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CISA Warns Orgs to Patch Actively Exploited Chrome, Redis Bugs

CISA Warns Orgs to Patch Actively Exploited Chrome, Redis Bugs

The U.S. Cybersecurity and Infrastructure Security Agency (CISA) has ordered federal civilian agencies to patch a Google Chome zero-day and a critical Redis vulnerability actively exploited in the wild within the next three weeks.

According to a Google advisory published on Friday, the Chrome zero-day security flaw (tracked as CVE-2022-1096) is a high severity type confusion weakness in the Chrome V8 JavaScript engine that could allow threat actors to execute arbitrary code on targeted devices.

The Muhstik malware gang has added a dedicated spreader exploit for the Redis Lua sandbox escape vulnerability (tracked as CVE-2022-0543) after a proof-of-concept (PoC) exploit was publicly released on March 10th.

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According to a binding operational directive (BOD 22-01) issued in November, Federal Civilian Executive Branch Agencies (FCEB) agencies must secure their systems against these vulnerabilities, with CISA giving them until April 18th to patch.

“These types of vulnerabilities are a frequent attack vector for malicious cyber actors of all types and pose significant risk to the federal enterprise,” the U.S. cybersecurity agency explained.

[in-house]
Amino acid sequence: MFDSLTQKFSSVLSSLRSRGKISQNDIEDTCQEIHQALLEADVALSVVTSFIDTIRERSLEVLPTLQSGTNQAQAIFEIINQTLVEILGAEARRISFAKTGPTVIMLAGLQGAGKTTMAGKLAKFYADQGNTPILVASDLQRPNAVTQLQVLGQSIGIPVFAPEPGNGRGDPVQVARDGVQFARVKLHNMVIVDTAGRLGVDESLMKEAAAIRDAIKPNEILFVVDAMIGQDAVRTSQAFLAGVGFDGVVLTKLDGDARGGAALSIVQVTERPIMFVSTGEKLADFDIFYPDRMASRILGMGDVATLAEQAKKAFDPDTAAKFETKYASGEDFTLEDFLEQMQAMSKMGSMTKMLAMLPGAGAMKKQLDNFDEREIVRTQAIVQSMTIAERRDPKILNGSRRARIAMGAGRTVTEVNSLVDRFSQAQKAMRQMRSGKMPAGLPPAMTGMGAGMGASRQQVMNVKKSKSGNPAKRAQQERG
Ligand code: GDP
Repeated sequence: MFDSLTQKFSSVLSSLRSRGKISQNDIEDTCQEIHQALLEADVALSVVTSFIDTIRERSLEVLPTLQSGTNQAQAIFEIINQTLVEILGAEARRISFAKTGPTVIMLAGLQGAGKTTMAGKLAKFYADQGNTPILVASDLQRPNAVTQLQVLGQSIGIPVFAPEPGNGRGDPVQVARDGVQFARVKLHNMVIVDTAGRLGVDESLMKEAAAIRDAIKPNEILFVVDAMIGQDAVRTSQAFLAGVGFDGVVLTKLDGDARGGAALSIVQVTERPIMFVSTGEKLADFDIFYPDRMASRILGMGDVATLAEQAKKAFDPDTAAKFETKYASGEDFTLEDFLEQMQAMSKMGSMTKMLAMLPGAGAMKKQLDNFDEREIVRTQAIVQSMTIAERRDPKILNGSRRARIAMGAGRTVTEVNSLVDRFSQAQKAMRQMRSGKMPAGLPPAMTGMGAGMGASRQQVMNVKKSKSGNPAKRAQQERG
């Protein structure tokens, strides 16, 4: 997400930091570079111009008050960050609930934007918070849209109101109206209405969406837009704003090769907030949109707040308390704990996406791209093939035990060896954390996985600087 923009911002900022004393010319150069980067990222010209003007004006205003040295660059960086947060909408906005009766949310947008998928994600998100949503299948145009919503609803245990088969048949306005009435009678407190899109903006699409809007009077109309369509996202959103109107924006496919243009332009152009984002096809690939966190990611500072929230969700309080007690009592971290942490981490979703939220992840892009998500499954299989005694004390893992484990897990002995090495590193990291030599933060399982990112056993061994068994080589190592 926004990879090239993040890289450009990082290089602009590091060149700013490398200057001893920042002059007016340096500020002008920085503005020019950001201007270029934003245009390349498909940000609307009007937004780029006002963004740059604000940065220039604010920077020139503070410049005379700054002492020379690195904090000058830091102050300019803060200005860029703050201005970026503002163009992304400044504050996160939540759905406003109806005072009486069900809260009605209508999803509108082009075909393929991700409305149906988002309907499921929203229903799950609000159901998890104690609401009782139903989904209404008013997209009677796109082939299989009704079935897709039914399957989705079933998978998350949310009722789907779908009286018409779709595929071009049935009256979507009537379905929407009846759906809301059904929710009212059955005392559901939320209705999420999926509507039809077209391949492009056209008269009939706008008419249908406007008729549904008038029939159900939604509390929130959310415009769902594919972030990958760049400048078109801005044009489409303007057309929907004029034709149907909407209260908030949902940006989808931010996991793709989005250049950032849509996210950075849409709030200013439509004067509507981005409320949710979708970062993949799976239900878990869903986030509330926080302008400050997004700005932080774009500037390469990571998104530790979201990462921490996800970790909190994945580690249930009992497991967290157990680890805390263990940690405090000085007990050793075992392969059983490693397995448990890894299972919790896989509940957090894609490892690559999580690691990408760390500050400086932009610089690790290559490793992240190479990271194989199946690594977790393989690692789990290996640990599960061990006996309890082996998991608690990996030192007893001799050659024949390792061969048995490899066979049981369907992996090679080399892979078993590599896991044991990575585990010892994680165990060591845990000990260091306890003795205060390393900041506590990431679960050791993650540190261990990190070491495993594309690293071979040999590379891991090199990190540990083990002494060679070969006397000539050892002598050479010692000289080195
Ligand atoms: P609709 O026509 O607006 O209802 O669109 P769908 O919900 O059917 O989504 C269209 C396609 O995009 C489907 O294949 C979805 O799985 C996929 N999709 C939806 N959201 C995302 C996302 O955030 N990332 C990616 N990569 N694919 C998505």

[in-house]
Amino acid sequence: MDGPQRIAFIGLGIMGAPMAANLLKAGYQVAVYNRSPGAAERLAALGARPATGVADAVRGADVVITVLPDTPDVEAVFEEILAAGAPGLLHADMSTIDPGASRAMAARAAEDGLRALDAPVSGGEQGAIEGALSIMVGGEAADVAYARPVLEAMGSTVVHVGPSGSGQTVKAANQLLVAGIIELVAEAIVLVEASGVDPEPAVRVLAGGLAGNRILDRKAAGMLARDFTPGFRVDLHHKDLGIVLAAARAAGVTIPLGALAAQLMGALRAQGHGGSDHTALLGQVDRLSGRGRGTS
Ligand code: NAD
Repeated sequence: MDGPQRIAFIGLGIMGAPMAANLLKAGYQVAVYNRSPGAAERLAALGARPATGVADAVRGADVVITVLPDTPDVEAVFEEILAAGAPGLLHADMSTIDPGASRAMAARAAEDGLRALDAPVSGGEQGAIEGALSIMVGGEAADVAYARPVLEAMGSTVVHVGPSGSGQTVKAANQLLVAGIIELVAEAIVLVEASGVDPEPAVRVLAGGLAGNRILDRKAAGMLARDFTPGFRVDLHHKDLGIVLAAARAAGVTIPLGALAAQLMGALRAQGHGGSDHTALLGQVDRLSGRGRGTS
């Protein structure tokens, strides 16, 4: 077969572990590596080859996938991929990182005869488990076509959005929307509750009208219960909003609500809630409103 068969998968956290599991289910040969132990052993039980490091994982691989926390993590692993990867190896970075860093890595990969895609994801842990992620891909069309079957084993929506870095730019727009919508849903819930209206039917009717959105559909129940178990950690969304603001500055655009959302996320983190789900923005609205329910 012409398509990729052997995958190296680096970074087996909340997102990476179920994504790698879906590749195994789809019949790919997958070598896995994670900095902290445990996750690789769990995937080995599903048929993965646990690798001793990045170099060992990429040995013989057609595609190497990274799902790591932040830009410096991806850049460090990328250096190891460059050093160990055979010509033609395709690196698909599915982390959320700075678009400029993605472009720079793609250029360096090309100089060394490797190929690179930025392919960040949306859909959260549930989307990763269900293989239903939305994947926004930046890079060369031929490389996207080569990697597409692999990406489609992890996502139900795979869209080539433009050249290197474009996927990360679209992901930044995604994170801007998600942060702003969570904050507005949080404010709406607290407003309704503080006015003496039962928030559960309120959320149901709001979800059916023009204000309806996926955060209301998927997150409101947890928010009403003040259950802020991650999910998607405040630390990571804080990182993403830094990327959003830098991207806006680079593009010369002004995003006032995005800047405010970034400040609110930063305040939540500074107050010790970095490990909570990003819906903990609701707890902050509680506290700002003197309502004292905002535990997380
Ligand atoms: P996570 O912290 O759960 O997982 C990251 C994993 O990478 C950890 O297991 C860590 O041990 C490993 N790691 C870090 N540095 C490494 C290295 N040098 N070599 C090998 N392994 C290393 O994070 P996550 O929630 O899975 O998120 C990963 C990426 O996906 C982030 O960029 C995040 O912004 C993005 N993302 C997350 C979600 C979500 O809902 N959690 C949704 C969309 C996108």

CISA added 30 more vulnerabilities to its Known Exploited Vulnerabilities Catalog today based on evidence that they are also exploited in the wild.

Although BOD 22-01 only applies to FCEB agencies, CISA also urges private and public sector orgs to prioritize mitigation of these flaws to reduce exposure to ongoing cyberattacks.

Hundreds of security flaws under active exploitation

CISA has added hundreds of vulnerabilities to its catalog of actively exploited bugs this year, ordering federal agencies to patch them as soon as possible to avoid security breaches.

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Last Friday, the agency added 66 other bugs exploited in attacks, including a Windows Print Spooler bug (CVE-2022-21999), allowing code execution as SYSTEM.

CISA also added a Mitel TP-240 VoIP interface flaw (CVE-2022-26143) exploited for record-breaking DDoS attack amplification with ratios of roughly 4.3 billion to 1.

Since the start of 2022, the cybersecurity agency has ordered federal civilian agencies to patch actively exploited vulnerabilities in:



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